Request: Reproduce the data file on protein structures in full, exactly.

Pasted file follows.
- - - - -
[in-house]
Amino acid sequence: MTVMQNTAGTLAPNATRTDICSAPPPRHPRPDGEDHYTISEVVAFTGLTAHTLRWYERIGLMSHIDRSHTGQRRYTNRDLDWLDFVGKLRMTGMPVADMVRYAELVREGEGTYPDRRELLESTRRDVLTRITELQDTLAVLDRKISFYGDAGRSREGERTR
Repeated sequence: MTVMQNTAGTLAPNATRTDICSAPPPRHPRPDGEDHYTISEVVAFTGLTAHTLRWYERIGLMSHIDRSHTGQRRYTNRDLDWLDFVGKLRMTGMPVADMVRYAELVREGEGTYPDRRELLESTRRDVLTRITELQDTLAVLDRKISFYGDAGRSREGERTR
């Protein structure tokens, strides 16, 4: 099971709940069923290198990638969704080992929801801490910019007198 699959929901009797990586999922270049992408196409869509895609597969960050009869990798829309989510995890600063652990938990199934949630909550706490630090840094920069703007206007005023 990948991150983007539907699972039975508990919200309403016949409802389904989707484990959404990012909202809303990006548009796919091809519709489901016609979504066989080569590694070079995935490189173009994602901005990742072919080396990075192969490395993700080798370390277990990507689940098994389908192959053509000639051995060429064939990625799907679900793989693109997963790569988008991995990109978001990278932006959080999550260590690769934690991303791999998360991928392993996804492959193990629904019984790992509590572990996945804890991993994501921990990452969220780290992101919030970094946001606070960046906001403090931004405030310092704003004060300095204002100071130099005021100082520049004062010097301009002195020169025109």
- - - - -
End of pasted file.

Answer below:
[in-house]
Amino acid sequence: MTVMQNTAGTLAPNATRTDICSAPPPRHPRPDGEDHYTISEVVAFTGLTAHTLRWYERIGLMSHIDRSHTGQRRYTNRDLDWLDFVGKLRMTGMPVADMVRYAELVREGEGTYPDRRELLESTRRDVLTRITELQDTLAVLDRKISFYGDAGRSREGERTR
Repeated sequence: MTVMQNTAGTLAPNATRTDICSAPPPRHPRPDGEDHYTISEVVAFTGLTAHTLRWYERIGLMSHIDRSHTGQRRYTNRDLDWLDFVGKLRMTGMPVADMVRYAELVREGEGTYPDRRELLESTRRDVLTRITELQDTLAVLDRKISFYGDAGRSREGERTR
């Protein structure tokens, strides 16, 4: 099971709940069923290198990638969704080992929801801490910019007198 699959929901009797990586999922270049992408196409869509895609597969960050009869990798829309989510995890600063652990938990199934949630909550706490630090840094920069703007206007005023 990948991150983007539907699972039975508990919200309403016949409802389904989707484990959404990012909202809303990006548009796919091809519709489901016609979504066989080569590694070079995935490189173009994602901005990742072919080396990075192969490395993700080798370390277990990507689940098994389908192959053509000639051995060429064939990625799907679900793989693109997963790569988008991995990109978001990278932006959080999550260590690769934690991303791999998360991928392993996804492959193990629904019984790992509590572990996945804890991993994501921990990452969220780290992101919030970094946001606070960046906001403090931004405030310092704003004060300095204002100071130099005021100082520049004062010097301009002195020169025109």